permission to quote

Subject: permission to quote
From: "Kyle, Charles" <STAMFORD/EISPO1/CKYLE%EIS_International -at- MCIMAIL -dot- COM>
Date: Fri, 4 Apr 1997 13:04:00 -0500

To TechWr List,
I've sent two offline email msgs t o members of the List requesting
permission to use
opinion \ info they provided on this list. So far I have not received a
response (which could stem from
a problem with my company's mail gateway). Anyway, I'm sending this to the
list in hopes that these folks will respond.
Charlie Kyle.

Amy Smith, Tom Obenchain, John Gough, & Jim Purcell;

I have enclosed a copy of an article I'm writing for the Central
Connecticut STC Chapter newsletter. In
the article I use a quotation from you that appeared on the TechWr List
sometime around 2/18-25/97. I'd
like to use your name, position, and company name. I don't have that
information for everyone, so please
supply it if necessary; or let me know if you don't want your name or
company name (or your words) used.

Name; Position; Company
Amy Smith; ? ; Fidelity Investments
Tom Obenchain; Technical Communications Lead; MCI Telecommunications
John Gough; ?; ?
Jim Purcell; ? ; Microsoft

I've already had requests for copies of the article for a web site and
another STC newletter. I am requesting that
anyone who wants to reproduce the article should ask permission first.

Charlie Kyle
CKYLE%eis_international -at- mcimail -dot- com
EIS Systems
Stamford, CT USA



The Best from the Lists

by Charlie Kyle

This is one in a series of articles that presents some of the best
information and opinion from server lists such as the TechWr List and
WinHelp List. Subscriptions to these lists are available through Internet

Resumes and What Managers Look For

A recent thread on the TechWr List explored resumes and what hiring managers
look for. Some members of the list indicated that they are ready to send
their resume out in any of a number of formats including Word, FrameMaker,
HTML, WinHelp, and ASCII. However, Amy Smith of Fidelity Investments
remarked, "You know what also gets my attention? A well-crafted resume on
nice, crisp, heavy Cranes stationery. I know, I know...scanners and faxes
and email (oh my!) are easier and faster, but there's something about the
weight and feel of good stationery...."

Once a resume is scanned, faxed, or emailed, Tom Obenchain, Technical
Communications Lead at MCI Telecommunications looks for:
ú Industry experience and some familiarity with his industry's users.
ú General level of writing experience that can be verified through writing
samples and during the interview.
ú Experience with particular tools. Experience with a particular tool was a
plus and not a requirement and a pet peeve of his was writers who try to
provide a longer list "of conquered software than any other applicant."
ú Structure and style of the resume. Obenchain noted that one way to counter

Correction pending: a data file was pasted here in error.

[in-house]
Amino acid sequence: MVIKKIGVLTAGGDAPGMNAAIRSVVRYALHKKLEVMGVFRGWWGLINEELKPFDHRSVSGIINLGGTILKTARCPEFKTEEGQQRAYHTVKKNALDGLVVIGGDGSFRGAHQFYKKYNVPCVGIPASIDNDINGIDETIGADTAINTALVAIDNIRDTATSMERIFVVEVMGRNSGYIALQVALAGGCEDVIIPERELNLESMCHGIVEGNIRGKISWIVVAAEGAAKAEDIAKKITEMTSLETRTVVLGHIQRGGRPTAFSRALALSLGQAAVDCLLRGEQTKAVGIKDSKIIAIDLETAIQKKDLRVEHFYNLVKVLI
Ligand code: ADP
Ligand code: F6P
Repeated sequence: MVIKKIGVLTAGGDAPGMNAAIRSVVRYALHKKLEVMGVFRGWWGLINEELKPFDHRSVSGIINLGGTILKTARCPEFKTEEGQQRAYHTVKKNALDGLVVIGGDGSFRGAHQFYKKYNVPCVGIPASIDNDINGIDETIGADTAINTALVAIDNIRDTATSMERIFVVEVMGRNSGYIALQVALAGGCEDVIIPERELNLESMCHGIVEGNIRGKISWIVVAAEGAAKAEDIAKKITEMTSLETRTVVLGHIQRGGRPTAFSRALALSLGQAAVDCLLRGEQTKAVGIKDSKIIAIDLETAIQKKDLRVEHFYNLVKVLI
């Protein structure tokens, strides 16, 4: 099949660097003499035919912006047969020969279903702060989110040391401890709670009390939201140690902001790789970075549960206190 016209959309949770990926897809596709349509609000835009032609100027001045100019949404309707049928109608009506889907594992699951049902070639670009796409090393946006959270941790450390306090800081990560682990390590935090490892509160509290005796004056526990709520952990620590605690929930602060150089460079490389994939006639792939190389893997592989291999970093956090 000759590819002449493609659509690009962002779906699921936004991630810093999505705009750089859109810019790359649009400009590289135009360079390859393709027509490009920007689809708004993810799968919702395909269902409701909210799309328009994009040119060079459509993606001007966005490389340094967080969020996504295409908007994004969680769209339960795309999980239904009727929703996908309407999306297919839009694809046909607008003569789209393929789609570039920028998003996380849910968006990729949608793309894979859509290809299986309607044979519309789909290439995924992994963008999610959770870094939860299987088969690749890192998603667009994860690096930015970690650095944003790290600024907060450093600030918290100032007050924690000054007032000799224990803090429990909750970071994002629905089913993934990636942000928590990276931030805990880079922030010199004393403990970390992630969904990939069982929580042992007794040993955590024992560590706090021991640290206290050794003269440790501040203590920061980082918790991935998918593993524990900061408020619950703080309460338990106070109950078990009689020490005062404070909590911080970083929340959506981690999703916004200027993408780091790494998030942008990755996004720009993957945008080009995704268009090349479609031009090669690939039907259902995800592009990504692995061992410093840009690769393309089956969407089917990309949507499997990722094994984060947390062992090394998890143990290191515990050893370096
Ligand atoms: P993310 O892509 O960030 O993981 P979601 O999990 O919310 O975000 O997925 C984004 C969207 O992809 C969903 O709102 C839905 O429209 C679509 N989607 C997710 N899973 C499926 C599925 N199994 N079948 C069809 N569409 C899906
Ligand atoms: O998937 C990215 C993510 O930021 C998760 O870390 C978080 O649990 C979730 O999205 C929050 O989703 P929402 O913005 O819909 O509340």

the effects of resumes prepared by agencies and to determine if applicants
have a basic sense of document design, is to ask them if they designed and
wrote their own resumes.

Other suggestions from the List included providing information about the
types of products you've written about and tailoring your resume to the
advertised position. Resumes are advertisements, not treatises, and should
be designed to pique the interest of a hiring manager. The purpose of a
resume is not to land you the job, but to get a personal interview.

One, Two, Three Typos You're Out

Generally, everyone agreed that typos in a resume or cover letter should
give a manager cause for concern. However, there was controversy over the
significance of a few "minor" typos in an otherwise excellent resume. Some
managers look for ways to whittle down the stack and a single typo is all
that's needed to justify a rejection. Other managers look for a particular
set of skills or experiences and one or two minor typos do not necessarily
eliminate an otherwise worthy candidate.

John Gough was on the side of those who looked at typos in the context of
the rest of the resume. He stated, "I have always wondered if the
'1-typo-they're out' types even perceive these other priorities, let alone
balance them." He went on to say that many of the resumes he sees are poorly
designed, lack clarity, and are wordy. If the other qualities of a resume
meet his requirements, " I'll likely cut you some slack. If I don't find any
typos, so much the better."

Jim Purcell pointed out why this subject was receiving so much attention."
It isn't about resumes; it's about the nature of our profession. There seem
to be two camps....On one side are people who believe that "grammar and
spelling" are the heart of technical writing. On the other are those who
believe that grammar and spelling, while important, are only a means to an

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CKYLE%eis_international -at- mcimail -dot- com -dot-

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